Oil from forestry and agricultural waste

Saturday 4 September 2010

University of Twente technology converts biomass into transport fuel

Researchers from the University of Twente's IMPACT institute are developing a method for converting biomass into oil as efficiently and cheaply as possible. Such oil could then be used as a raw material for existing refineries, in the production of transport fuels. This process involves the use of second generation biomass - oil from forestry and agricultural waste. Sascha Kersten anticipates that many cars, and certainly trucks, will be running on such biofuels by 2020.

Our transport systems are still largely dependent on fossil fuels. The depletion of fossil fuels, however, coupled with traffic growth, has led researchers to seek new sources. The European BIOCOUP project involves universities and companies from a number of European countries. The aim of this joint venture is to convert biomass into oil that can be used in existing refineries.

Scientists from the University of Twente are studying ways of producing oil from biomass that mainly consists of forestry and agricultural waste. This process is known as pyrolysis. "Pyrolysis renders biomass into liquid form. The product of this process, pyrolysis oil, is not yet suitable for processing in existing refineries" explains Dr Sascha Kersten. He heads the Thermo-Chemical Conversion of Biomass department at the University of Twente's IMPACT research institute." "First we have to remove most of the oxygen that it contains. In the European BIOCOUP project we are tackling this problem by mixing the oil with hydrogen, " adds Dr Kees Hogendoorn, project leader in this field.

Pyrolysis oil will only react with hydrogen at high pressure, high temperature, and in the presence of a catalyst. The resultant oil, however, can be fed directly into existing refineries. "This upgrading process produces a mixture of an aqueous fraction and an oil fraction. The oil fraction can go directly to the refinery" says Dr Hogendoorn. The drawback with using hydrogen is that it is very expensive. He goes on to explain that "We are therefore studying ways of improving efficiency, to cut the amount of hydrogen used to the bare minimum." The scientists are already on the right track.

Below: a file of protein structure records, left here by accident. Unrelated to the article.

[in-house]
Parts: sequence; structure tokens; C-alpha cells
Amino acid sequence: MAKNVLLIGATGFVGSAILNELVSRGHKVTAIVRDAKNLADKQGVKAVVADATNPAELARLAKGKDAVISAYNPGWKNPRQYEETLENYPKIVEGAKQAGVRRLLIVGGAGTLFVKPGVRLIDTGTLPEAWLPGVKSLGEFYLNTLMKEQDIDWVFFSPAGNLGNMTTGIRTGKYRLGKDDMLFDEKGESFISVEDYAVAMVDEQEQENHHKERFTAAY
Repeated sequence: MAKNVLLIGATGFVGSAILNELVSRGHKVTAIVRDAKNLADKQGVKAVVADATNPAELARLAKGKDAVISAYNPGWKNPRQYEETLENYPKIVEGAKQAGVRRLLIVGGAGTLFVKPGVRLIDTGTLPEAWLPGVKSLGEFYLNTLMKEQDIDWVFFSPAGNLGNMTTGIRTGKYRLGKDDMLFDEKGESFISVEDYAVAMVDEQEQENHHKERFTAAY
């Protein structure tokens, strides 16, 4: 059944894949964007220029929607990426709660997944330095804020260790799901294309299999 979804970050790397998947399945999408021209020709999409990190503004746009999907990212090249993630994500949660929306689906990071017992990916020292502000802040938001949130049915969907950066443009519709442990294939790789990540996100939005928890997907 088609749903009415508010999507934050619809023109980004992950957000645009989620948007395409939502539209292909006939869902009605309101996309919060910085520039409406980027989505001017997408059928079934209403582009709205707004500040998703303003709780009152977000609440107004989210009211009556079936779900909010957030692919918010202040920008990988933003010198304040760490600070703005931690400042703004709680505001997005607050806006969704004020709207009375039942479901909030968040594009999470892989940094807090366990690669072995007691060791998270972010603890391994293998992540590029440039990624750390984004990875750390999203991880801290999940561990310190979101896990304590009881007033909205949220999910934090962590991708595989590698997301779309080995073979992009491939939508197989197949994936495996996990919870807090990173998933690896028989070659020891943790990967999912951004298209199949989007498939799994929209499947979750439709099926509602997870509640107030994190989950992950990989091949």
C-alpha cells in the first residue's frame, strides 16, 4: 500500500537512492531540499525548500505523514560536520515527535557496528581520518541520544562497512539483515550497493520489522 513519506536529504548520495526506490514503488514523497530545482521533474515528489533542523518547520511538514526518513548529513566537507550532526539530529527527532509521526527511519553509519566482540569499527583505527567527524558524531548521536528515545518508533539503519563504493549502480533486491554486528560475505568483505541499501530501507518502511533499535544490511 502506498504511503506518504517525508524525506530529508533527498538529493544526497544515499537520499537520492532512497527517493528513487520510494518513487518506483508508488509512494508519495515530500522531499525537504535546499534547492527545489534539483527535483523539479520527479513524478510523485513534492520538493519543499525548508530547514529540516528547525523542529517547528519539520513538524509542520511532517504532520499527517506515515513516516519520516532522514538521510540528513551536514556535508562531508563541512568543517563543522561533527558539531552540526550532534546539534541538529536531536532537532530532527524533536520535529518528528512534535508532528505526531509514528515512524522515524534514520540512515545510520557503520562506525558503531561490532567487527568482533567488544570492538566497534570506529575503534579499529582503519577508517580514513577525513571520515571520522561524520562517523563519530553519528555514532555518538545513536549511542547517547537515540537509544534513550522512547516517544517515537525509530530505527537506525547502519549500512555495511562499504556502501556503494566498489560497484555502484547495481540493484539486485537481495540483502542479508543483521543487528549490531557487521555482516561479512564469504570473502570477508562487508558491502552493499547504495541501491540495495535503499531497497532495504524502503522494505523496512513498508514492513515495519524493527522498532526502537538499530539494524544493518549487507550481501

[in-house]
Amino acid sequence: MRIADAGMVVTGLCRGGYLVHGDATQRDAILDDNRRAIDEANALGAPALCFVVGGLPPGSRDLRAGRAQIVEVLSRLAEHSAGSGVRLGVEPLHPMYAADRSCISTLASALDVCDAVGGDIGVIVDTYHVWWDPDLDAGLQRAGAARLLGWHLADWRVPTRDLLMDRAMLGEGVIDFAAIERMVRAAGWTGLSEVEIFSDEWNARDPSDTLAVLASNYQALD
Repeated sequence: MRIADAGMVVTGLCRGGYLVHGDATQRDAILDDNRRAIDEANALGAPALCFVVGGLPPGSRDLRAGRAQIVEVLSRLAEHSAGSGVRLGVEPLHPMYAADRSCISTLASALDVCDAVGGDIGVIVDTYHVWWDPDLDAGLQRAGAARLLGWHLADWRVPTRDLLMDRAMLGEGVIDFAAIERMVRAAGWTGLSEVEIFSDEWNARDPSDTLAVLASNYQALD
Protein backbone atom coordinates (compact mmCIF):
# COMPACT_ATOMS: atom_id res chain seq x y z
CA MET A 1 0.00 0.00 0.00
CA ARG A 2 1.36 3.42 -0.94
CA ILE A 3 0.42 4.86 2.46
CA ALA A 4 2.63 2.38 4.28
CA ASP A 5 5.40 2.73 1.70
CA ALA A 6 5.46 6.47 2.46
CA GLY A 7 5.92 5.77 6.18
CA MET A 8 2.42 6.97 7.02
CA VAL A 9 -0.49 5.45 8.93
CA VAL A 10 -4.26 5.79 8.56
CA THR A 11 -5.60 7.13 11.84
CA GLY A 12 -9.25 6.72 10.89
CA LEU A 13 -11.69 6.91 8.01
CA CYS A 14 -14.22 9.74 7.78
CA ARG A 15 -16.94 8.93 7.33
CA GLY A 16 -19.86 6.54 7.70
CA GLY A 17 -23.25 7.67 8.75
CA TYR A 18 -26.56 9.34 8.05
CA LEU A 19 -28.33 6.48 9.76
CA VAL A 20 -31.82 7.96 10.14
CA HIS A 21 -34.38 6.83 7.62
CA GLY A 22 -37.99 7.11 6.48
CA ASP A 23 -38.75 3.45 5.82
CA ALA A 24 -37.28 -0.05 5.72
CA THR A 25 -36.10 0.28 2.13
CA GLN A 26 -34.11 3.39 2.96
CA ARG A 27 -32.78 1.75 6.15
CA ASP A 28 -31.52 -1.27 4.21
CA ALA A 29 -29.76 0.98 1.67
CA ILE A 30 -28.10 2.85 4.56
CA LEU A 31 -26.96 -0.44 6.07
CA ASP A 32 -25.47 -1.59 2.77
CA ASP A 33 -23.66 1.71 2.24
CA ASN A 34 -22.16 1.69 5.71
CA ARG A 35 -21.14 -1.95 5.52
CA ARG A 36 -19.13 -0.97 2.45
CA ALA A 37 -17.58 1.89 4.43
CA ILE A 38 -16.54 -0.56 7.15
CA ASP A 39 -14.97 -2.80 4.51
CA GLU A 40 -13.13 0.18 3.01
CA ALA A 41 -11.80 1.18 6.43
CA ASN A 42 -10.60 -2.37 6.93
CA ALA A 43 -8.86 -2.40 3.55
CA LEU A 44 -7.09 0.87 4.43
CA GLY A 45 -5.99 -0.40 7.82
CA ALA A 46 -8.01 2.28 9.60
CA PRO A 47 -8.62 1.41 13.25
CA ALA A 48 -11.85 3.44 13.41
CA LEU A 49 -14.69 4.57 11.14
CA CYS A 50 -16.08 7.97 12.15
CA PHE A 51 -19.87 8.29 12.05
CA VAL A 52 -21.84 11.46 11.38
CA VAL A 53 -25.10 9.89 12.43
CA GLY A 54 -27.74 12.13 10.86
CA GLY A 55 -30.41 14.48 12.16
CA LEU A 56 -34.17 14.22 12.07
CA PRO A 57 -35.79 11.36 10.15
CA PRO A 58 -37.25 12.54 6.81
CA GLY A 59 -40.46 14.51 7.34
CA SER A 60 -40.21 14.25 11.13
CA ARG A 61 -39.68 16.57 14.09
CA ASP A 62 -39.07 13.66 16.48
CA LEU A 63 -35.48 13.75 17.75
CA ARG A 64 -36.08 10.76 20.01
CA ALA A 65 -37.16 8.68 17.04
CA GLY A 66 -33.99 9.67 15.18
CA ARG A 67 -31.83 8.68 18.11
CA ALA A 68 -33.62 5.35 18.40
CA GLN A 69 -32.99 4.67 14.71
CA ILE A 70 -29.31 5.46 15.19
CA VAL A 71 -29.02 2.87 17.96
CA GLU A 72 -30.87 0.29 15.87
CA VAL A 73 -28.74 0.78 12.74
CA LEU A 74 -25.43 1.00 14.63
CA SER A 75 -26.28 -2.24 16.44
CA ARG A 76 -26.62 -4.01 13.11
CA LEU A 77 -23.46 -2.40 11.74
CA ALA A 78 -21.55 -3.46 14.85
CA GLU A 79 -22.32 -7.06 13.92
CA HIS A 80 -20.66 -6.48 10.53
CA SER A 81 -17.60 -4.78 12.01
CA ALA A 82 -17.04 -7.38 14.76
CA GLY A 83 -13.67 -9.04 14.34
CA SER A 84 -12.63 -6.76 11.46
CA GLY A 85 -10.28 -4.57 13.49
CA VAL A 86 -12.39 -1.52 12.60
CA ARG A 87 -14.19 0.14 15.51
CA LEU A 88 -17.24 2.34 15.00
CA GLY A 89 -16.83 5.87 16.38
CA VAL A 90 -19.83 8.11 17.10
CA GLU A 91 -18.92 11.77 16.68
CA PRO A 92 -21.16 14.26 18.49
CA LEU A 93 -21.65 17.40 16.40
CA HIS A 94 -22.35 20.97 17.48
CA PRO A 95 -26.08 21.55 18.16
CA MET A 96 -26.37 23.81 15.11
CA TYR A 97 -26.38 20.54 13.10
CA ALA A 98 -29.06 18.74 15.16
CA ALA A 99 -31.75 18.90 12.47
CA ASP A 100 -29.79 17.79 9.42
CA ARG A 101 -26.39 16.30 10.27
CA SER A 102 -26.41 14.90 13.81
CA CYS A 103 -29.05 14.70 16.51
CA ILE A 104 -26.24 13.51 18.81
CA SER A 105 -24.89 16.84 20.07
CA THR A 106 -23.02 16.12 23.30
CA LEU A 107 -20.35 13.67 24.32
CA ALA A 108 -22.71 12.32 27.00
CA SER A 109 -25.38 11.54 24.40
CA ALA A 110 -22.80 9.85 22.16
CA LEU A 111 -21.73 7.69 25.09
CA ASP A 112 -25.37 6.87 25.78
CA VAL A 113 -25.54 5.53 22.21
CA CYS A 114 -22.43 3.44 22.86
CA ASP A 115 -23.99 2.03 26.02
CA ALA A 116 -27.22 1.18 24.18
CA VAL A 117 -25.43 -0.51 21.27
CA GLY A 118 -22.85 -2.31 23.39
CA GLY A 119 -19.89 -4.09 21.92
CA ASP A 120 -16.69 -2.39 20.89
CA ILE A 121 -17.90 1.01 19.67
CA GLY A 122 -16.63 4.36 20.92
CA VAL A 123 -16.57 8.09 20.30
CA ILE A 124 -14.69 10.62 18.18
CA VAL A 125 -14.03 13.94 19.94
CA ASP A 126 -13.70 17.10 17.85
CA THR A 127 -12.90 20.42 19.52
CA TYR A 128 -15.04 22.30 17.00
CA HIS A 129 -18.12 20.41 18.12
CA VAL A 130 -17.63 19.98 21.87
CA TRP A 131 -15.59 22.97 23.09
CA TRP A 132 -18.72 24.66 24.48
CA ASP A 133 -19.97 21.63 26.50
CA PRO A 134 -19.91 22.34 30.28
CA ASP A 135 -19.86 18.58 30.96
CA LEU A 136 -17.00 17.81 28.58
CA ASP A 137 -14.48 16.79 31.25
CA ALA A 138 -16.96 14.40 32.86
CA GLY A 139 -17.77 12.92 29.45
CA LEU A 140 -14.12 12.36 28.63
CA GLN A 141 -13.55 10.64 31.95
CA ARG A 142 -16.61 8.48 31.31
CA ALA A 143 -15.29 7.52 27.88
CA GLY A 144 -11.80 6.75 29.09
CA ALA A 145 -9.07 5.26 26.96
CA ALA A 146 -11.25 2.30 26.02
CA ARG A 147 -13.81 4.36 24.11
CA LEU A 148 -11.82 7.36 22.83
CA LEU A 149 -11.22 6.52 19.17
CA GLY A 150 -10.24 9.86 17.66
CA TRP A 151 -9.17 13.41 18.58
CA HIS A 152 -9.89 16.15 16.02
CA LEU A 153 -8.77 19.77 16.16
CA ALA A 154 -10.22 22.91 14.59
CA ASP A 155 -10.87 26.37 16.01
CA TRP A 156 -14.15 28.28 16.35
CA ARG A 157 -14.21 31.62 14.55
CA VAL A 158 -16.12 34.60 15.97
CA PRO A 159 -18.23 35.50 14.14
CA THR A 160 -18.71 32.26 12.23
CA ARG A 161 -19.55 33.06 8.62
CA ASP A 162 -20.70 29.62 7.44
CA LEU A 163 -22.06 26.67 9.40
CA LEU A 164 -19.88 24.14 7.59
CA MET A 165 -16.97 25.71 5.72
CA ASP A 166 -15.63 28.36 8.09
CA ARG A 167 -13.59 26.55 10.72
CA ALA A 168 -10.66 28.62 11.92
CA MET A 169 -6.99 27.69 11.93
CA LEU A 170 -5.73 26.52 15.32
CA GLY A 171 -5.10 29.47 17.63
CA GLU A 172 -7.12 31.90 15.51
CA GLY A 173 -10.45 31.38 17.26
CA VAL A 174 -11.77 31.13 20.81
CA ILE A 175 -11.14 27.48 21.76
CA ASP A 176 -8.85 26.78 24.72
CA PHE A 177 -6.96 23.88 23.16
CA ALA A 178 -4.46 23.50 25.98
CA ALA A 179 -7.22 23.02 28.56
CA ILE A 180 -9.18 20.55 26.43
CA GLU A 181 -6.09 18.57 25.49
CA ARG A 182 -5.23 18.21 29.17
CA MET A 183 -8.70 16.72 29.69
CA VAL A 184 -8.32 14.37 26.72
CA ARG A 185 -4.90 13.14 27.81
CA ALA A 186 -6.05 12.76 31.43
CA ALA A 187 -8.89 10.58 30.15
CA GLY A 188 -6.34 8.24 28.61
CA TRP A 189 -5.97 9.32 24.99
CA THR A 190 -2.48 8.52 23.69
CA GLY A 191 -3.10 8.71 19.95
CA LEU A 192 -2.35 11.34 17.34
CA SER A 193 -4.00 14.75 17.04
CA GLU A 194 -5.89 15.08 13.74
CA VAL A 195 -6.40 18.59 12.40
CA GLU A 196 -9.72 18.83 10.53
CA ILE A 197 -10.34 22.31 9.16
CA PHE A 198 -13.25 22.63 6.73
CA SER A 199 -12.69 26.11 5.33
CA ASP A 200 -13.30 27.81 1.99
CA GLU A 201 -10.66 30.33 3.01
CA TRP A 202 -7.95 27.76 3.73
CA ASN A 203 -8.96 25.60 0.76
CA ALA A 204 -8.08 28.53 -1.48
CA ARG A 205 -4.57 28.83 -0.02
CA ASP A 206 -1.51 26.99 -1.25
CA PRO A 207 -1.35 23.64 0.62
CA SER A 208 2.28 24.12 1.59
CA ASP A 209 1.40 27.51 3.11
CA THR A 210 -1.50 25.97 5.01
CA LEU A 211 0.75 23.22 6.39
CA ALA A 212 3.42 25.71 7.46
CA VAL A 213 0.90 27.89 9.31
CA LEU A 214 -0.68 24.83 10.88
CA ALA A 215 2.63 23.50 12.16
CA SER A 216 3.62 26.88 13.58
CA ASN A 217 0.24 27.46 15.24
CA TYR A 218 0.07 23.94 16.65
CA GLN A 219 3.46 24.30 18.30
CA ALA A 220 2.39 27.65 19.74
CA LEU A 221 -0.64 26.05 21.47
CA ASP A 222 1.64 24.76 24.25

Second-generation biomass
Some biofuels are already under production, of course. Indeed, biofuels already make up 5% of the fuel that we use in our cars. "But these biofuels mainly use ethanol and sugar cane, which are known as edible or first-generation biomass" says Dr Kersten. "We work with next-generation biomass, which consists of forestry and agricultural waste. This is available in much greater quantities, and it imposes less of a burden on the environment. We are even researching the possibility of using paper sludge in pyrolysis."

Sascha Kersten anticipates that, by 2020, many more vehicles will run on biofuel than is presently the case. "However, we must remember that the development of electric cars is not standing still. This means that, by around 2050, biofuels will be mainly used for long-distance truck journeys and air travel. By then, electric vehicles will be the main form of passenger transport" predicts Dr Kersten.

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